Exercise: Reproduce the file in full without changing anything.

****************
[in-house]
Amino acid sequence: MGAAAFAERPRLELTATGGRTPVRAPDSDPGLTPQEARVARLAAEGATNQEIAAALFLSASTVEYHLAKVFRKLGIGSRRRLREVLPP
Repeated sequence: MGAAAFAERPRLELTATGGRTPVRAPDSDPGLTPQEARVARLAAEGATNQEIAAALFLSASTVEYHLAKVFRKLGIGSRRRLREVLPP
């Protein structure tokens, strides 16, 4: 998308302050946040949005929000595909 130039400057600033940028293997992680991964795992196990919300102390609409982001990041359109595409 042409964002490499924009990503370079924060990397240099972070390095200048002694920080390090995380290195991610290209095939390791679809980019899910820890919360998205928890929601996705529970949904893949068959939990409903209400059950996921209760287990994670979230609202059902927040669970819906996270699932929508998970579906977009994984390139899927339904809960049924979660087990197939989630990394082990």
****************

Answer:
[in-house]
Amino acid sequence: MGAAAFAERPRLELTATGGRTPVRAPDSDPGLTPQEARVARLAAEGATNQEIAAALFLSASTVEYHLAKVFRKLGIGSRRRLREVLPP
Repeated sequence: MGAAAFAERPRLELTATGGRTPVRAPDSDPGLTPQEARVARLAAEGATNQEIAAALFLSASTVEYHLAKVFRKLGIGSRRRLREVLPP
């Protein structure tokens, strides 16, 4: 998308302050946040949005929000595909 130039400057600033940028293997992680991964795992196990919300102390609409982001990041359109595409 042409964002490499924009990503370079924060990397240099972070390095200048002694920080390090995380290195991610290209095939390791679809980019899910820890919360998205928890929601996705529970949904893949068959939990409903209400059950996921209760287990994670979230609202059902927040669970819906996270699932929508998970579906977009994984390139899927339904809960049924979660087990197939989630990394082990």